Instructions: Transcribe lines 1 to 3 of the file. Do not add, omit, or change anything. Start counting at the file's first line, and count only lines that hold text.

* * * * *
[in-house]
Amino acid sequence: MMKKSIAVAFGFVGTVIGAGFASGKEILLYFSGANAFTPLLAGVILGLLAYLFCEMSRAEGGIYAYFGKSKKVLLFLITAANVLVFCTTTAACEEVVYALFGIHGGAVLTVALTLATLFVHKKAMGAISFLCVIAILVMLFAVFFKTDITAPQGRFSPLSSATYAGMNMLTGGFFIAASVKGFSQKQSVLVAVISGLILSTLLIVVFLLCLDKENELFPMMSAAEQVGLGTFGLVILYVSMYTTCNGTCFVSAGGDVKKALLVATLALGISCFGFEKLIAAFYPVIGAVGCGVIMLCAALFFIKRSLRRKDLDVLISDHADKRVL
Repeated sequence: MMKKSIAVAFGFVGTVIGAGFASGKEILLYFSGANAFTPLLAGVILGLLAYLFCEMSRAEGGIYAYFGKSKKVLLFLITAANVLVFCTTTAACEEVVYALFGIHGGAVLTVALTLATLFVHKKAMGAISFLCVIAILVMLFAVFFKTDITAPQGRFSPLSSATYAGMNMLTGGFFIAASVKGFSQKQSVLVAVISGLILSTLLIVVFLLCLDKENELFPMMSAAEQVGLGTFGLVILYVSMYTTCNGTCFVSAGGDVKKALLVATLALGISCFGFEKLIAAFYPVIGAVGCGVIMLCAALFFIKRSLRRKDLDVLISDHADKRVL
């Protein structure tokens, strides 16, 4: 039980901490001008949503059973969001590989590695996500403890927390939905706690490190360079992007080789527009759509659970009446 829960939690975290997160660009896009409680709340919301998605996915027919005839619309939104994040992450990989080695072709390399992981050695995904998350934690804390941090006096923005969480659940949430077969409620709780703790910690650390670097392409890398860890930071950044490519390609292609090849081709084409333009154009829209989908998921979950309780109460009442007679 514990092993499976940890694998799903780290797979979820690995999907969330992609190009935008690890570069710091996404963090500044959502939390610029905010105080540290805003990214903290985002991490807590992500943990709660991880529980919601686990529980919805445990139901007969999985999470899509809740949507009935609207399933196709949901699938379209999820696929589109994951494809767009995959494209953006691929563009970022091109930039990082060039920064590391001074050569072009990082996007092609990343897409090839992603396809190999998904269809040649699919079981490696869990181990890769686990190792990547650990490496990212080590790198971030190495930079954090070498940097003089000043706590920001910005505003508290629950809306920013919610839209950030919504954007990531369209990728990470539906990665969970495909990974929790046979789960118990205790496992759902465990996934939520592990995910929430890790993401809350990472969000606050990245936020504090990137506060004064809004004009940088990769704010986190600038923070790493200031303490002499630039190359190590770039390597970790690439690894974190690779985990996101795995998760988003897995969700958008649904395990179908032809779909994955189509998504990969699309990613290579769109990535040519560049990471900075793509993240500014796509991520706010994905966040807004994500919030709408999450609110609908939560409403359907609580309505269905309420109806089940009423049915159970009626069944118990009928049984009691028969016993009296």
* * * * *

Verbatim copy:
[in-house]
Amino acid sequence: MMKKSIAVAFGFVGTVIGAGFASGKEILLYFSGANAFTPLLAGVILGLLAYLFCEMSRAEGGIYAYFGKSKKVLLFLITAANVLVFCTTTAACEEVVYALFGIHGGAVLTVALTLATLFVHKKAMGAISFLCVIAILVMLFAVFFKTDITAPQGRFSPLSSATYAGMNMLTGGFFIAASVKGFSQKQSVLVAVISGLILSTLLIVVFLLCLDKENELFPMMSAAEQVGLGTFGLVILYVSMYTTCNGTCFVSAGGDVKKALLVATLALGISCFGFEKLIAAFYPVIGAVGCGVIMLCAALFFIKRSLRRKDLDVLISDHADKRVL
Repeated sequence: MMKKSIAVAFGFVGTVIGAGFASGKEILLYFSGANAFTPLLAGVILGLLAYLFCEMSRAEGGIYAYFGKSKKVLLFLITAANVLVFCTTTAACEEVVYALFGIHGGAVLTVALTLATLFVHKKAMGAISFLCVIAILVMLFAVFFKTDITAPQGRFSPLSSATYAGMNMLTGGFFIAASVKGFSQKQSVLVAVISGLILSTLLIVVFLLCLDKENELFPMMSAAEQVGLGTFGLVILYVSMYTTCNGTCFVSAGGDVKKALLVATLALGISCFGFEKLIAAFYPVIGAVGCGVIMLCAALFFIKRSLRRKDLDVLISDHADKRVL